Alcohol consumption is a known risk factor for development of breast cancer. But, on the other hand, studies have shown that aromatase inhibitors prevent the conversion of androgens into estrogens and thus, have a protective action against breast cancer. These aromatase inhibitors are present in grapes and red wine, though they are absent in white wine. Therefore, it was natural for scientists to study whether the consumption of red wine, by virtue of aromatase inhibitors present in it, exerts a protective action against breast cancer. And the study, published in the latest edition of the Journal of Women’s Health has confirmed what the scientists had hypothesized- consumption of red wine in moderation may indeed reduce the risk of breast cancer in premenopausal women.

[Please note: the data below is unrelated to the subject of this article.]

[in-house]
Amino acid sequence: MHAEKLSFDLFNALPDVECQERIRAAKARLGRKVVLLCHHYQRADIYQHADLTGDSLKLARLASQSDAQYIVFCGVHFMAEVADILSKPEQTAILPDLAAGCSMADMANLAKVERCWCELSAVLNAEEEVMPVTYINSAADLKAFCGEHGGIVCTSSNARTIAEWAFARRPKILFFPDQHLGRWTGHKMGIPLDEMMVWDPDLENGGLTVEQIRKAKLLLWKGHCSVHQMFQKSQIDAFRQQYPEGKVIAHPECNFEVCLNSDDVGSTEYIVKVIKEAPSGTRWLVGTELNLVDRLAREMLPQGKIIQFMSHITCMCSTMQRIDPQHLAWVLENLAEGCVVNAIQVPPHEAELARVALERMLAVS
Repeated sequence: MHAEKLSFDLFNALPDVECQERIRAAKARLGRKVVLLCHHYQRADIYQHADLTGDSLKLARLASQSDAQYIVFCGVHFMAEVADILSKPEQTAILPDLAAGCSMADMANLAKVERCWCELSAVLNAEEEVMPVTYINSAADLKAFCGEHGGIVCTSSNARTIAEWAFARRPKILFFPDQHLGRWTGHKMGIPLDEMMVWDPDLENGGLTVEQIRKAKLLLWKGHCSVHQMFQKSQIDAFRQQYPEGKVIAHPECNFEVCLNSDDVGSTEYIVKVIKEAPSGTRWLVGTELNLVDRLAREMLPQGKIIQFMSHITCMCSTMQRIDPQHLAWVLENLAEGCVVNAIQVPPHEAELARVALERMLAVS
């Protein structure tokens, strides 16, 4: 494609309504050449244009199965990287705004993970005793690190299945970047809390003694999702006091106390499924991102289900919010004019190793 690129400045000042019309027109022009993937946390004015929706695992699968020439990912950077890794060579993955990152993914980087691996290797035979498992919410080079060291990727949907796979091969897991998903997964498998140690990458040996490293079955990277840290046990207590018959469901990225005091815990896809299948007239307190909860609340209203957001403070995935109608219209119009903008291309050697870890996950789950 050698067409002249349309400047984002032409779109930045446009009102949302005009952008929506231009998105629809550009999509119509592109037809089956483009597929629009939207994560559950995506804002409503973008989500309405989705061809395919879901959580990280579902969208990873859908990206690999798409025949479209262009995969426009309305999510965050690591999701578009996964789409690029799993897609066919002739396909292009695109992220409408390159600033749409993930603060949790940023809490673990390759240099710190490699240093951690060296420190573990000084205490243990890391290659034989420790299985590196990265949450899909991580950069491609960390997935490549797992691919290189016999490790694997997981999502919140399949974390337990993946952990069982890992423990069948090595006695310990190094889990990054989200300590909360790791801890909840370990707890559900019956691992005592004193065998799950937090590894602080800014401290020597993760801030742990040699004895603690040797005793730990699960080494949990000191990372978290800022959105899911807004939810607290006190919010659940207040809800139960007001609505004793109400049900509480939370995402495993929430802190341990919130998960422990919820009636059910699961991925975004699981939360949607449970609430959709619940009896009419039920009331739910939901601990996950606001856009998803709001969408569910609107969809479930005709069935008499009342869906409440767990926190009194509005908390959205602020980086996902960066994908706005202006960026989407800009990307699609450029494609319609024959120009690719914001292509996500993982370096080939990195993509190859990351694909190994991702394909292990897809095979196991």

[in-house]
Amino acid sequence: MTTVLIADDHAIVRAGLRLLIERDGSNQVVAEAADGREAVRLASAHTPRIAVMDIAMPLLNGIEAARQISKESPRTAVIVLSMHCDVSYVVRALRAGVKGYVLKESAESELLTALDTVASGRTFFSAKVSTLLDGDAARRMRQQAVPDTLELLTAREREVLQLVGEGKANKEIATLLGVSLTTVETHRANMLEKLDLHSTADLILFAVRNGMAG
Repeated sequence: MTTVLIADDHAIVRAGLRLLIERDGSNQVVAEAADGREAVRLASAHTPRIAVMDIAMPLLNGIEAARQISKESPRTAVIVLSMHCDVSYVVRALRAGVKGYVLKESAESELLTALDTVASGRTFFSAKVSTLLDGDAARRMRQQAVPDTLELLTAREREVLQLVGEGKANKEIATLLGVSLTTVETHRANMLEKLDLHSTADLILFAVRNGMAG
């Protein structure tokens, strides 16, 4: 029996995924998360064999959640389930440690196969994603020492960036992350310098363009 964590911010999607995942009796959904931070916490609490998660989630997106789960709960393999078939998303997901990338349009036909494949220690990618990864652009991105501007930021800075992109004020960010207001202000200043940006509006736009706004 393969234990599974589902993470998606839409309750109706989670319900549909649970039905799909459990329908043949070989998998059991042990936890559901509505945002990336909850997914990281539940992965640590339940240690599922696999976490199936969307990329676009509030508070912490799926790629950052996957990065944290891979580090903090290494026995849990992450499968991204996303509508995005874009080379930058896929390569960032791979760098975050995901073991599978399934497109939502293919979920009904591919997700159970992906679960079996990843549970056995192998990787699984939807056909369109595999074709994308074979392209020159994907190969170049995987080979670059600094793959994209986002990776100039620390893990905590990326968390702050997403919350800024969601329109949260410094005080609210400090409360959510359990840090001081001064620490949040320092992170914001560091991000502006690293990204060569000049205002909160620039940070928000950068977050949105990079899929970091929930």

In a study, led by researchers from the Cedars- Sinai Medical Center, it was found that the seeds and skins of red grapes is effective in lowering estrogen levels while increasing the levels of testosterone in premenopausal women who consumed eight ounces of red wine every night for one month. The researchers asked 36 premenopausal women to drink 8 ounces of red wine daily for a month followed by white wine for a similar duration. Blood samples were collected twice during the menstrual cycle to measure the levels of different sex hormones. The levels of free testosterone were higher when the women were on red wine as to when they were on white wine. Similarly levels of luteinizing hormone were also higher with red wine while levels of sex hormone binding globulin were lower. The findings suggest that red wine is a nutritional aromatase inhibitor.
Based on these findings, the researchers have concluded that red wine consumption in moderate amounts can reduce the risk of breast cancer. The consumption of white wine, on the other hand, does not seem to offer this protective action, though one cannot conclude whether it increases the risk of breast cancer.